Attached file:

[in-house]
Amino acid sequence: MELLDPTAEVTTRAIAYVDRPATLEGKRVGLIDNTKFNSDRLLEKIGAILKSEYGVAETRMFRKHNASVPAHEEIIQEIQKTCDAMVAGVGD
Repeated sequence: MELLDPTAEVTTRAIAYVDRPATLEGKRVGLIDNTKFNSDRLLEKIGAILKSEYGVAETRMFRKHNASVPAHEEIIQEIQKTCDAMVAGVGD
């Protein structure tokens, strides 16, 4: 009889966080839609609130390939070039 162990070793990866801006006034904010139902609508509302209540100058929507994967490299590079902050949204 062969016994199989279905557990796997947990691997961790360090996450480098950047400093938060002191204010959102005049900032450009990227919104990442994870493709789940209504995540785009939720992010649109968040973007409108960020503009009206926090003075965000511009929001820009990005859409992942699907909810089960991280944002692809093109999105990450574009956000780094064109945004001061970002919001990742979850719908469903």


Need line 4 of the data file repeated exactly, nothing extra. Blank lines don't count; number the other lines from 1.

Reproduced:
């Protein structure tokens, strides 16, 4: 009889966080839609609130390939070039 162990070793990866801006006034904010139902609508509302209540100058929507994967490299590079902050949204 062969016994199989279905557990796997947990691997961790360090996450480098950047400093938060002191204010959102005049900032450009990227919104990442994870493709789940209504995540785009939720992010649109968040973007409108960020503009009206926090003075965000511009929001820009990005859409992942699907909810089960991280944002692809093109999105990450574009956000780094064109945004001061970002919001990742979850719908469903």